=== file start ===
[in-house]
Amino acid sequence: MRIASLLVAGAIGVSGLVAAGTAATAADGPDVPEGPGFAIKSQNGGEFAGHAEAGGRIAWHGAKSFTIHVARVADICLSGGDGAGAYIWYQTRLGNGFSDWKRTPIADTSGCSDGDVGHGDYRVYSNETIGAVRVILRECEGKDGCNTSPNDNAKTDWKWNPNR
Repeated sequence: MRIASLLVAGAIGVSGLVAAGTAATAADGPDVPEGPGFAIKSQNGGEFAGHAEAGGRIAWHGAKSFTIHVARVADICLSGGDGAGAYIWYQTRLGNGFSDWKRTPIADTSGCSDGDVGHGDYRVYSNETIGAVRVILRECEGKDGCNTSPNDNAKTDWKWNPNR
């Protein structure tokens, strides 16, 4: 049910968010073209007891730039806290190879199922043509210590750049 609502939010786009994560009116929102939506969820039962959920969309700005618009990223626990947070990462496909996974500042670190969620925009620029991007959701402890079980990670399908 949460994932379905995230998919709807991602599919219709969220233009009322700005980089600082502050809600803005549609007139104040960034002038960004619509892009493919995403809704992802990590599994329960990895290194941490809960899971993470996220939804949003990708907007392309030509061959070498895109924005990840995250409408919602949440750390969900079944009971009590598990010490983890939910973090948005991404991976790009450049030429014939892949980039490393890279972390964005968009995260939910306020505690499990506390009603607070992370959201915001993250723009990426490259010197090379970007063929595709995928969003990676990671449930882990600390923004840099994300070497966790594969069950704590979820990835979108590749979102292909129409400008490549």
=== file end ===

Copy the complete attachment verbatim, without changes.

[in-house]
Amino acid sequence: MRIASLLVAGAIGVSGLVAAGTAATAADGPDVPEGPGFAIKSQNGGEFAGHAEAGGRIAWHGAKSFTIHVARVADICLSGGDGAGAYIWYQTRLGNGFSDWKRTPIADTSGCSDGDVGHGDYRVYSNETIGAVRVILRECEGKDGCNTSPNDNAKTDWKWNPNR
Repeated sequence: MRIASLLVAGAIGVSGLVAAGTAATAADGPDVPEGPGFAIKSQNGGEFAGHAEAGGRIAWHGAKSFTIHVARVADICLSGGDGAGAYIWYQTRLGNGFSDWKRTPIADTSGCSDGDVGHGDYRVYSNETIGAVRVILRECEGKDGCNTSPNDNAKTDWKWNPNR
């Protein structure tokens, strides 16, 4: 049910968010073209007891730039806290190879199922043509210590750049 609502939010786009994560009116929102939506969820039962959920969309700005618009990223626990947070990462496909996974500042670190969620925009620029991007959701402890079980990670399908 949460994932379905995230998919709807991602599919219709969220233009009322700005980089600082502050809600803005549609007139104040960034002038960004619509892009493919995403809704992802990590599994329960990895290194941490809960899971993470996220939804949003990708907007392309030509061959070498895109924005990840995250409408919602949440750390969900079944009971009590598990010490983890939910973090948005991404991976790009450049030429014939892949980039490393890279972390964005968009995260939910306020505690499990506390009603607070992370959201915001993250723009990426490259010197090379970007063929595709995928969003990676990671449930882990600390923004840099994300070497966790594969069950704590979820990835979108590749979102292909129409400008490549």